Roll, Colorado, Roll: Rowing Dock Makes Waves With Black Austin Tours
Javier Wallace teaches Austinites about the connection between the Colorado River and Black history
Roll into Austin-based water sport-rental company Rowing Dock, and you'll find a new tour titled "Roll, Colorado, Roll." The name is a reference to "Roll, Jordan, Roll," the spiritual created by enslaved African Americans in the 19th century that was a coded promotion of self-emancipation by waterway to Northern states. On the tour, you'll learn how the Colorado River was used as a means of escape for slaves, not north, but south into Mexico.
Dr. Javier Wallace, founder of Black Austin Tours, has collaborated with Rowing Dock to create a guided history tour on Lady Bird Lake that gives context to the Colorado River's ties to Black history in Central Texas. On the tour, Wallace asks his students to imagine themselves in a time when the river was used not primarily for recreation but as a means of transportation and export of both goods and people. "It's a lot of imagining and pedaling," Wallace jokes. "It's a little bit of a workout." (Less aerobic Black Austin Tours currently offered include historical walking tours of Downtown and East Austin.)
In February, Rowing Dock General Manager Lindsay Rohler approached Wallace after she saw a video he posted to Instagram for Visit Austin. In the video, Wallace speaks about the trafficking of Black Austinites' ancestors across the Colorado River. He has a strong personal connection to the river, as his own family was trafficked into Mexican Texas in the 1830s.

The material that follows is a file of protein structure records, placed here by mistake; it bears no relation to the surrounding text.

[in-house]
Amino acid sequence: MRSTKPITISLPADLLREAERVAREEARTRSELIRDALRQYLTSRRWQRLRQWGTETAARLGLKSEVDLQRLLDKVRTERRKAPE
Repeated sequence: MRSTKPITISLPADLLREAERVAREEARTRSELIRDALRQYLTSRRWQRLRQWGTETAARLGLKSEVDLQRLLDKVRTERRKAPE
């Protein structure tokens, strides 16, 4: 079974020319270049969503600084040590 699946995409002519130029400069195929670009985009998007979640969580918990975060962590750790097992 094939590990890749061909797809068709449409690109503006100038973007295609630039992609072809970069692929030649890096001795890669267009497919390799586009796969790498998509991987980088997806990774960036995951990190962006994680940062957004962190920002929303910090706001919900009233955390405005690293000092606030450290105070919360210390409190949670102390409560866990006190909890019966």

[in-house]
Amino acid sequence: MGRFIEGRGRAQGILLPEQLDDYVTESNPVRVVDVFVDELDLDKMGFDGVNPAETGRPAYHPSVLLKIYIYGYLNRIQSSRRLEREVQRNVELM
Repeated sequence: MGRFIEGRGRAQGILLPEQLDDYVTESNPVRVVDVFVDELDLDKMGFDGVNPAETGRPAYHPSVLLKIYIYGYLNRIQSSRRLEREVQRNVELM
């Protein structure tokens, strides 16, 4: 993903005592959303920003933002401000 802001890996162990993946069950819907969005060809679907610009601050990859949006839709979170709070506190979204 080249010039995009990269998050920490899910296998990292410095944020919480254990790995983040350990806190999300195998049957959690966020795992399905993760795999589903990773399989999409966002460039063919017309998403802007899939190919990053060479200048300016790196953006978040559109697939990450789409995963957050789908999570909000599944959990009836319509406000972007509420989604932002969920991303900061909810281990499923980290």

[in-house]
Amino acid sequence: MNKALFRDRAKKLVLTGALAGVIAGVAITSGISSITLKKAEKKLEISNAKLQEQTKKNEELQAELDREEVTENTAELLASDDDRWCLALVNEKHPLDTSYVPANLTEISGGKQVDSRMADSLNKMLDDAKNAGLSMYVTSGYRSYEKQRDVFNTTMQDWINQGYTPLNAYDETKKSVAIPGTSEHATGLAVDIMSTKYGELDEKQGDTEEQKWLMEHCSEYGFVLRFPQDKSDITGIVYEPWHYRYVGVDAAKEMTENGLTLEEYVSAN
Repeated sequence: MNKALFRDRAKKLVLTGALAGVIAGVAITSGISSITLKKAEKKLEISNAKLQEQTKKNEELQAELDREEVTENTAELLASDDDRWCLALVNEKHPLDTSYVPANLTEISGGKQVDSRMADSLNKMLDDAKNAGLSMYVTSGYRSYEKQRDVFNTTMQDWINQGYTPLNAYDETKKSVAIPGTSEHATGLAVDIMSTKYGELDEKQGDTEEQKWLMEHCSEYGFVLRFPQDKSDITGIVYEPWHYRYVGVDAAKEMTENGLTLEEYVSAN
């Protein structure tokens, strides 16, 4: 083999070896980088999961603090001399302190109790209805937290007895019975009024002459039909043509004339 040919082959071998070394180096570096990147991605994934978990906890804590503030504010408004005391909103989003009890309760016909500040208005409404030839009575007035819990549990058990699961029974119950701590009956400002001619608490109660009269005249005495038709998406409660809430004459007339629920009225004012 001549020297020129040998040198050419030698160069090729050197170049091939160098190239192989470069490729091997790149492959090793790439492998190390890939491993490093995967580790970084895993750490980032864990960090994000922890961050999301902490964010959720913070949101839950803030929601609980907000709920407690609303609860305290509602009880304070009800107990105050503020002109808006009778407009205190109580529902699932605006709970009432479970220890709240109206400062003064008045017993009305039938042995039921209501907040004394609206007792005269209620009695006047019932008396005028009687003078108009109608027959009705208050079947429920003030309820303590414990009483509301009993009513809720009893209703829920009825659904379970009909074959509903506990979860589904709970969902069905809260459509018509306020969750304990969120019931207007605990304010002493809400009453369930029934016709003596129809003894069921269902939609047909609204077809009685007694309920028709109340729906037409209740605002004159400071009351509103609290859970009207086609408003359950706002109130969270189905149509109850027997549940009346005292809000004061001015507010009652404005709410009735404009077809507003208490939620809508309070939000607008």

Wallace says Rohler was shocked that it was her first time hearing about the Colorado River's deep racial history, which prompted her to ask Wallace to lead a tour on the water as an opportunity for the company to not only amplify a Black voice and business but also to give back to a community that suffered on the same body of water that she had profited from. Wallace, in response, was not as enthusiastic as Rohler.
"In my head, I'm like, 'No,'" Wallace said, "Because I don't do water ... I love the river, but from afar." Rohler told him not to decline the offer until he came out to Rowing Dock himself and they attempted to get him comfortable in the water. Wallace made the trip to Rowing Dock, put on four life jackets, and had a revelation on the river.
"My mind was able to flow," Wallace said. "So, I'm really seeing history come alive ... everything came alive. It was like I was hearing the peoples' voices that I was reading about." Wallace decided that he had an obligation to share this experience with others, and got to work creating what would become the "Roll, Colorado, Roll" tour. At a time when critical race theory is under attack by the looming goons in the Texas State Capitol building, it's more important now than ever to educate yourself about the people who were forced to build this country.
Tickets to “Roll, Colorado, Roll” can be booked through Black Austin Tours’ website. 100% of proceeds go to Black Austin Tours.